Township: Parties to be addressed

Logan Township leaders are vowing to look for more effective ways to address collegiate parties, like the one two weeks ago that led to multiple underage drinking charges and required firefighters to help a student get down from a water tower.

The Sept. 28 party was at the Nittany Pointe housing complex near Penn State Altoona, the same location where multiple students were charged in April for a party that township police deemed a riot when residents threw bottles from balconies, including one at a cruiser.

“There has to be some way to encourage better behavior,” township Supervisor Ed Frontino said.

Frontino and fellow supervisors have directed Solicitor Larry Clapper to look into stronger ordinances designed to end such behavior and the related risks.

Someone could have fallen from that water tower and been seriously injured or killed, Frontino said.

For about five years, Logan Township has levied fines for violations of ordinances prohibiting a disorderly house and disorderly gathering – descriptions typically linked to parties with excessive drinking.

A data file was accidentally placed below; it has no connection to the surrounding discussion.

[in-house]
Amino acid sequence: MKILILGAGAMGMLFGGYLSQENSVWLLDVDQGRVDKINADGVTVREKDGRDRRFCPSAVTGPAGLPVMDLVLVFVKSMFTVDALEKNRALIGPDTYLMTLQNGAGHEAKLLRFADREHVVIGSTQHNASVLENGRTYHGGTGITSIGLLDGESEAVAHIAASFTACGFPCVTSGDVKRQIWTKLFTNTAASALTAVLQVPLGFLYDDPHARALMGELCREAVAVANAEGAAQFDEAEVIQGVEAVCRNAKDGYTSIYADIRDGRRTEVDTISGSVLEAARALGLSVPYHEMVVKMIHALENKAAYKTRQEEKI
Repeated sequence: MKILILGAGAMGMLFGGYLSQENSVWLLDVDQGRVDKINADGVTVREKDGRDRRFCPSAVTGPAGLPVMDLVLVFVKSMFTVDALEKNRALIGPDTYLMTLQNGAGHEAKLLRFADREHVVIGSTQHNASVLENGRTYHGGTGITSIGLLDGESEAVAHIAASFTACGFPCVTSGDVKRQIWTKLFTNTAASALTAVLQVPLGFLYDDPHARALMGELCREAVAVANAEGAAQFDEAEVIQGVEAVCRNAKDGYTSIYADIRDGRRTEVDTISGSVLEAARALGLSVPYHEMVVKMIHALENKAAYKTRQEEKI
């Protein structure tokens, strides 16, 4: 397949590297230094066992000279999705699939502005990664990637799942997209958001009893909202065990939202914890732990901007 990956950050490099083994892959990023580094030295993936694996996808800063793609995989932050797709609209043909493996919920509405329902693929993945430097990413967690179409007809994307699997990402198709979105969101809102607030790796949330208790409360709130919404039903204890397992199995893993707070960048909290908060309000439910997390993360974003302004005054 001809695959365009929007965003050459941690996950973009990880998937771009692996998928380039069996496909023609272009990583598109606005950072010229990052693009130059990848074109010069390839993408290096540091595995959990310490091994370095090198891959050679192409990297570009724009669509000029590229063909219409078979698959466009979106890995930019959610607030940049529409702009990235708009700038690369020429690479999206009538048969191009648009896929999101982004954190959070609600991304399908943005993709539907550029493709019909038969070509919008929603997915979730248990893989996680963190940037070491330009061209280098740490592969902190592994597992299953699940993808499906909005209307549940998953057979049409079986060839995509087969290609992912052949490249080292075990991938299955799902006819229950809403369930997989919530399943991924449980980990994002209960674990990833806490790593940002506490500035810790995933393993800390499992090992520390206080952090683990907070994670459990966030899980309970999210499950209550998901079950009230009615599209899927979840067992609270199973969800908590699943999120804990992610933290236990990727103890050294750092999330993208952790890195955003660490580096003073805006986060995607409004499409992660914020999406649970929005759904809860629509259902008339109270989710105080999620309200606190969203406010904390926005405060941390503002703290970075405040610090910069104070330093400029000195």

But every year brings a new group of collegians into the township, Supervisor Joe Metzgar said.

“I think we need to do something to the landlords,” Metzgar said.

Metzgar and other supervisors acknowledged that the township has many landlords with student tenants who never draw attention from police.

Unlike properties with local landlords, Nittany Pointe’s is managed by Resource Residential, a real estate management company headquartered in Philadelphia.

Police Chief Ron Heller said he was in contact with Nittany Pointe’s management after the Sept. 28 party. They’re requesting copies of all the criminal complaints being filed, Heller said.

Clapper said he needs to do some research to explore the township’s options.

In the meantime, Frontino and Supervisor Jim Patterson said they will arrange to meet with Penn State Altoona administrators to seek their assistance in curbing this kind of behavior.

“I just wonder what’s going with the whole world,” Patterson said. “In past years … when the police showed up, you ran. … The kids today, they sit there and throw rocks and bottles.”

After the Sept. 28 party, Penn State Altoona Chancellor Lori Bechtel-Wheery vowed that all students would be subject to disciplinary measures based on the outcome of the criminal charges.